The Pursuit of Holiness & Love of God
Let no one be mistaken: the will of God is your sanctification (I Thessalonians 4:3). Meaning what? That it is not God’s will for any of his children to be enslaved by sin or to yield to sin so that grace may abound. God’s will is to make all of His own like Himself: more holy. This simply means in a world in which I am small and God is big, a person is progressively transformed to be more like Christ and less like themselves. And what is the result of that? A progressive love of righteousness, hatred of sin, and a faith that is evident in who a person is and what they do. By the instrument of faith, God always livens that which is of the Spirit and puts to death that which is of the flesh. This simply means that the very thing a person may be looking to do (change behavior) will not come about by focusing on changing behavior. Change is a secondary consequence of trusting God. If you truly believe that the Bible is the Word of God, then you can believe all of God’s promises regarding the reality that He will work in and on His elect to finish the work that He started (Philippians 1:6).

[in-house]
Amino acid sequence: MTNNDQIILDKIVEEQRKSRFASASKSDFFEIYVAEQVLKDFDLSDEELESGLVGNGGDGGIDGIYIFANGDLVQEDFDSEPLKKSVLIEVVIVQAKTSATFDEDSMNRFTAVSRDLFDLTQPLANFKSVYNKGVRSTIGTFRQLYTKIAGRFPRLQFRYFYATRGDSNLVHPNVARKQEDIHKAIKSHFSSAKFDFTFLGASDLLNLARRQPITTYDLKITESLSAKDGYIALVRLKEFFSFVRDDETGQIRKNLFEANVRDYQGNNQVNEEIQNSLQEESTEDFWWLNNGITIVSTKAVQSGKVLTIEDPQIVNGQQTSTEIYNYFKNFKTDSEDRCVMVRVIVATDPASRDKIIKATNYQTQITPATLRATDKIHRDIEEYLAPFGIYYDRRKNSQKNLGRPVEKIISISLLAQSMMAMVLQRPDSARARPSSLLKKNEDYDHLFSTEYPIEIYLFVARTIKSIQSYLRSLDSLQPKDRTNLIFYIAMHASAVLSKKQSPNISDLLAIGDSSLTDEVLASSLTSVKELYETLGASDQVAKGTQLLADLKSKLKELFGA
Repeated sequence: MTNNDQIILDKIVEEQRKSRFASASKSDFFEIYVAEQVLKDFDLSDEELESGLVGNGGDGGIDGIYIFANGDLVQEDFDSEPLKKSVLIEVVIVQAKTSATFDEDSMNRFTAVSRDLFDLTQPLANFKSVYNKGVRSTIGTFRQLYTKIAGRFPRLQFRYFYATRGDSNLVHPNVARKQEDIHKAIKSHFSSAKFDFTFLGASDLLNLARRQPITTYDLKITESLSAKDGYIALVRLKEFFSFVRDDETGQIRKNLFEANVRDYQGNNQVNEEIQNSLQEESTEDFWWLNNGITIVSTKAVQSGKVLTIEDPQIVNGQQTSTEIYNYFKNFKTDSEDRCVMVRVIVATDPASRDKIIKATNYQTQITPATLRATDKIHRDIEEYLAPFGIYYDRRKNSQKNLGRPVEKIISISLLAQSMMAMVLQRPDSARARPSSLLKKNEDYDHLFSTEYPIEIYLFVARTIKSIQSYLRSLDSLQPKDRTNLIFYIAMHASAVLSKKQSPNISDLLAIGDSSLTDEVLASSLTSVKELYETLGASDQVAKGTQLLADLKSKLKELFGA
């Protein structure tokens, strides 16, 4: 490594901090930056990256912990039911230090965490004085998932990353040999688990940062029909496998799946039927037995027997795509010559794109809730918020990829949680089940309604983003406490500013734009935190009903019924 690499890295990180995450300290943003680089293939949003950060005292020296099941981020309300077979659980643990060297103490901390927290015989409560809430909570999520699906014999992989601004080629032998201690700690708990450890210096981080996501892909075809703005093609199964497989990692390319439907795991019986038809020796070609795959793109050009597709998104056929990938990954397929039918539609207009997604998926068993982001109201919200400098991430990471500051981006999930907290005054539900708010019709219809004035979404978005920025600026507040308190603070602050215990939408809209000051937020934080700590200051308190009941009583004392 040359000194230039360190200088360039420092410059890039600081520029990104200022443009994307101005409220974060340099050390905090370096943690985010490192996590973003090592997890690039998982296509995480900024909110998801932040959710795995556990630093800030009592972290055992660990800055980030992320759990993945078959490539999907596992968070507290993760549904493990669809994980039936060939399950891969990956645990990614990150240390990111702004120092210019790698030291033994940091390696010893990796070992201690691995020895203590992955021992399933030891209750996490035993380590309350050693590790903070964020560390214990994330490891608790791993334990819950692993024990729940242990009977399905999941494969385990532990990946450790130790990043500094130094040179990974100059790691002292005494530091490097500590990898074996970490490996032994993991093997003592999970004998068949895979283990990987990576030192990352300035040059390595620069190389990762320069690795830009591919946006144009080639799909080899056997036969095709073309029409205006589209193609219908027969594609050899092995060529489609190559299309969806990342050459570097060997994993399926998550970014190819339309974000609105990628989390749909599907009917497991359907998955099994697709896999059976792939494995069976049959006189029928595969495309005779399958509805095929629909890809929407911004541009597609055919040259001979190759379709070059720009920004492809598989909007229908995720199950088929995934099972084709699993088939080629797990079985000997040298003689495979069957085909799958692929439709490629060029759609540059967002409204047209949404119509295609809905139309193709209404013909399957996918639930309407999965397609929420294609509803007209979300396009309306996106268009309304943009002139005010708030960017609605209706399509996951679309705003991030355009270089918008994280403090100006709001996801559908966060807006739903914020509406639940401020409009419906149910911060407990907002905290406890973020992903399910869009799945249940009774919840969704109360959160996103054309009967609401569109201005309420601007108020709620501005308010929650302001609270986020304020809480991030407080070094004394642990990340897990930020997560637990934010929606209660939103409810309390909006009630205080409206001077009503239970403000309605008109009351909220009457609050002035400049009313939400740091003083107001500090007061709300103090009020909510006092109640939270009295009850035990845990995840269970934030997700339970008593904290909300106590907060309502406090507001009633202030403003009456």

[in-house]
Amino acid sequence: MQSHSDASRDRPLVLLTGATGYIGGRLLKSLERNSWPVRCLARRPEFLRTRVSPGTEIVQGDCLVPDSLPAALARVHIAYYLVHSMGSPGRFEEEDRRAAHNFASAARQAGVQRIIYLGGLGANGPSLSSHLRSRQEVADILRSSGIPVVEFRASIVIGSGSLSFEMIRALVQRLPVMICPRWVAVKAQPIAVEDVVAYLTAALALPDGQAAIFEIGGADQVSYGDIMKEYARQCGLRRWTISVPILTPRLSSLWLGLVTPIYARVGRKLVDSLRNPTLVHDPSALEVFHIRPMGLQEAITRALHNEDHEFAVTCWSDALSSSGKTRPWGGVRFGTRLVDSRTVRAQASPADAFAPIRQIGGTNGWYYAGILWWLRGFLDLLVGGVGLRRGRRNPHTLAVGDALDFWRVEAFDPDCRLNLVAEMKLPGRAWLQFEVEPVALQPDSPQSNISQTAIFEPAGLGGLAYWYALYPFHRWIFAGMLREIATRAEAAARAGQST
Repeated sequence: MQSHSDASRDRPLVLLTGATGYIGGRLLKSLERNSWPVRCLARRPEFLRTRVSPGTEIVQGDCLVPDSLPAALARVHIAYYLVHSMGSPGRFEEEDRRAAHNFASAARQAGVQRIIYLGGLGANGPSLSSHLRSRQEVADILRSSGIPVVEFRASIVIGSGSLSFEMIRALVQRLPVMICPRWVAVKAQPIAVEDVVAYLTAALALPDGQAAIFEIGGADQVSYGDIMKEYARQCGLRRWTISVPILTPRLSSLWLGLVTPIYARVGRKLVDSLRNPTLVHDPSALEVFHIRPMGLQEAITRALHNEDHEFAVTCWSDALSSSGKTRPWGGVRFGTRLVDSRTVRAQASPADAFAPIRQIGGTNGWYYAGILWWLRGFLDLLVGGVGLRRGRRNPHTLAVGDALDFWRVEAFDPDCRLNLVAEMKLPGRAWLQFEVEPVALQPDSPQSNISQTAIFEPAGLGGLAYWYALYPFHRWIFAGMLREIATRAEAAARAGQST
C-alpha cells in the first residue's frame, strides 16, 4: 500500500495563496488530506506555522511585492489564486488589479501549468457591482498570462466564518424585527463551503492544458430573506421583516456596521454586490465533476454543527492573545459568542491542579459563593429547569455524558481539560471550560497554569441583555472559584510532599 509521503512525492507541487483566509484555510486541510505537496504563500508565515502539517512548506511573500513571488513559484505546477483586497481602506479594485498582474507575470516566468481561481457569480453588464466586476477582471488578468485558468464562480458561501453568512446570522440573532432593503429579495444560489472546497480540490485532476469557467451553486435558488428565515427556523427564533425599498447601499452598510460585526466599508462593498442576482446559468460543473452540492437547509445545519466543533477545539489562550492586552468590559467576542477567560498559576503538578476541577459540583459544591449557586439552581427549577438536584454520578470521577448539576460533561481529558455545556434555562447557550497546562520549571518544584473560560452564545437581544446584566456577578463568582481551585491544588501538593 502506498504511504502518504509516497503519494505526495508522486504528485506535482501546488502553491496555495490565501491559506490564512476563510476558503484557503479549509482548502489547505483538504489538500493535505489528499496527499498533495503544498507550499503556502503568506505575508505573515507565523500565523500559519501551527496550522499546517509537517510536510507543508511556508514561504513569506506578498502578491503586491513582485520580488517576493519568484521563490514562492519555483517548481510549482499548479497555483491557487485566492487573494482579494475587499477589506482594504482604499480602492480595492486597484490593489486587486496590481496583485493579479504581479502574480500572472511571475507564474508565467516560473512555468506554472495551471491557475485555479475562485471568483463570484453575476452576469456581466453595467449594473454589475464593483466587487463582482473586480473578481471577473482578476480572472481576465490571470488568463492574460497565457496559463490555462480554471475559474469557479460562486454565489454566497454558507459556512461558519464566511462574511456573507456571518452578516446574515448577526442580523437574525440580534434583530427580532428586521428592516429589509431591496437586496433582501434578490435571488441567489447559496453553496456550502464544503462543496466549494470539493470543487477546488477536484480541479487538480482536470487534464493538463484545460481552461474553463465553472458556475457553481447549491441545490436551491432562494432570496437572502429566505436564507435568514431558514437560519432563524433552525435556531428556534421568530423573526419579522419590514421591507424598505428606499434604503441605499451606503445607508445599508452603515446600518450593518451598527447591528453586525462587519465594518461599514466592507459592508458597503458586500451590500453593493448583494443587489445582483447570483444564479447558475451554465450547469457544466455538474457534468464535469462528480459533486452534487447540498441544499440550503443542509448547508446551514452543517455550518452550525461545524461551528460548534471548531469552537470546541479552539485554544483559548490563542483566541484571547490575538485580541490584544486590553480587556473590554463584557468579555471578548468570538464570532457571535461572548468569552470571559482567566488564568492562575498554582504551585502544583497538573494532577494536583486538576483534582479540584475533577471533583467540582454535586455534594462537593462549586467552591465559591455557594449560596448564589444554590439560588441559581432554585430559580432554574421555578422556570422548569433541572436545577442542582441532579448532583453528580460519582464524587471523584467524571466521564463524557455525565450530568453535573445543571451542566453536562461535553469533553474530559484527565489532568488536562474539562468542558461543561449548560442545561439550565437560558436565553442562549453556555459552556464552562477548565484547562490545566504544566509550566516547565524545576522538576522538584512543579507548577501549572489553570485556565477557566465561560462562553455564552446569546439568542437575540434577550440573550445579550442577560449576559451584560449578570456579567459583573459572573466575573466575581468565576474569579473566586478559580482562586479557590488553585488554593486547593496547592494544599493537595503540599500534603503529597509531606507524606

While faith is the king of all graces, love is the queen. The nature of love is delighting in its object, and if our love of God is sincere, we must not divide it between God and sin. We are called to love the Lord with all our might and as much as we are able, although no man can ever love Him as much as He deserves. Love does not exist exclusively in the mind or heart; love has legs. It is an industrious affection with hands working and feet moving. As the Puritan Thomas Watson once wrote in The Ten Commandments: